A while back the CSP interviewed physiotherapists working at the top of their licence throughout the UK.
They gave us some great tips for new graduates starting on their career journey.
1. Leadership skills
As one of the four pillars of practice, leadership skills don’t start when you are a few years into your career; effective leadership early on in your career is vital to the delivery of high-quality interventions. It is important that all physiotherapists recognise their leadership role in providing care and support.
Hone your leadership skills – anyone can use leadership, it doesn’t just start when you start a band 6 or 7 role.
As part of your physiotherapy course, you must have regularly utilised your reflection skills. We must continue to use this skill throughout our career and use it to constantly reflect on what you are doing and why.
Constantly reflect on what you are doing and why – be inquisitive, ask questions.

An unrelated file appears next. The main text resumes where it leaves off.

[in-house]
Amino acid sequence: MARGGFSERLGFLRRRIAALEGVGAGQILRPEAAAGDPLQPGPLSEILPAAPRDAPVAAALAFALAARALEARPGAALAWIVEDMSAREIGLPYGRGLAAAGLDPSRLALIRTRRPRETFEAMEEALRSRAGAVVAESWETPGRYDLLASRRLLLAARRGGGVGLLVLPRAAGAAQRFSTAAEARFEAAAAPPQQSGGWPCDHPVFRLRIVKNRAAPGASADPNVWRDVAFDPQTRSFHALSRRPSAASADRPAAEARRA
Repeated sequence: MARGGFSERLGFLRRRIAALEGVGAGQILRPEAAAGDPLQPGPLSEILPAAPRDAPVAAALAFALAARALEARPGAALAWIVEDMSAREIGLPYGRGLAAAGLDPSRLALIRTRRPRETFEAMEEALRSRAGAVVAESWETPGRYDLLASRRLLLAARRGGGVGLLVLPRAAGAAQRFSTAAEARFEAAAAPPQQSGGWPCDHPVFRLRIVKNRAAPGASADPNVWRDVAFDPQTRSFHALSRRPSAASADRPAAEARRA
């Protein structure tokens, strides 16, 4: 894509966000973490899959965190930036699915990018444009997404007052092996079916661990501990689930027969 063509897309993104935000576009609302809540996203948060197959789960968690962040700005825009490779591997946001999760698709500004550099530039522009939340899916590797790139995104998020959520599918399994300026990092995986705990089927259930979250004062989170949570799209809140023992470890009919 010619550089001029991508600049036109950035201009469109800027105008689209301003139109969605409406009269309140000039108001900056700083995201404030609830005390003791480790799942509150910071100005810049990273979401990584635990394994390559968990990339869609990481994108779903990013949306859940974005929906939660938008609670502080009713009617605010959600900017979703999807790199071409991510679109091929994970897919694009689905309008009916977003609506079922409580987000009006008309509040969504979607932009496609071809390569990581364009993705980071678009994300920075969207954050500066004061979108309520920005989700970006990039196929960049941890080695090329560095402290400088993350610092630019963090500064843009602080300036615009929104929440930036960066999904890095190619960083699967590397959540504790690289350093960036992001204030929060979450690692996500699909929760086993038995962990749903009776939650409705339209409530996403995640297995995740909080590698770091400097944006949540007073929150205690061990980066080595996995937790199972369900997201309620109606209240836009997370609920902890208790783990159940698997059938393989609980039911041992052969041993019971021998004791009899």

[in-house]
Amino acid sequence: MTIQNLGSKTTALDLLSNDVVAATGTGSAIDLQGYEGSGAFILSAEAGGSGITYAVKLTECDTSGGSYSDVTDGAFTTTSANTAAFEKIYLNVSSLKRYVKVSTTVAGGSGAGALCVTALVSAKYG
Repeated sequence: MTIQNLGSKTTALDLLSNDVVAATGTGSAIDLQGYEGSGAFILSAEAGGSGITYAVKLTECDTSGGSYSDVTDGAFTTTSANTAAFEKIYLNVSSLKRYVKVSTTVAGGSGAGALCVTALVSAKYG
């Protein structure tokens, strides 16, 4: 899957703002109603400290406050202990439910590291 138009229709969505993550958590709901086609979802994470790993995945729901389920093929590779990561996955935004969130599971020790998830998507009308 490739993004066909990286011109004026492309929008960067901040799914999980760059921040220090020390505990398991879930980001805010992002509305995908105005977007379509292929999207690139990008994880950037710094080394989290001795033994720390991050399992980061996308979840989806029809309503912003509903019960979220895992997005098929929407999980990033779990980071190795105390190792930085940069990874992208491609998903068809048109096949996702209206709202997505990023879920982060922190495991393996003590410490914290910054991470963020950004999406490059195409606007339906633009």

3. Be open to opportunities
As you progress through your career there may be great opportunities like a promotion and others that seem like a sideways step. However sometimes the unexpected or unplanned turns in your career might lead you to opening another door and it's important to think about the wider picture when it comes to your long-term career.
Be open to every opportunity even if it feels like a sideways move at times.
'Creating links and relationships early on in your career can be useful for meeting physiotherapists and professionals that you might not meet in your everyday working life. Joining your local regional CSP network or a iCSP forum or professional network could be a great place to start’ .
Join a special interest group or society that aligns with the role you will be in. A lot of them run conferences and offer educational grants.
5. Get a mentor
Find someone to talk to who understands the journey you are on. They can help you to think through your career ideas, challenge your assumptions and allow you the space to discuss what's important to you. This might be someone at your work, in a special interest group, or via the CSP’s mentoring scheme.
Find someone to talk to who understand the journey you are on; its rewards and challenges, and talk to them regularly. This might be someone at your work, in a special interest group, or via the CSP’s mentoring scheme.
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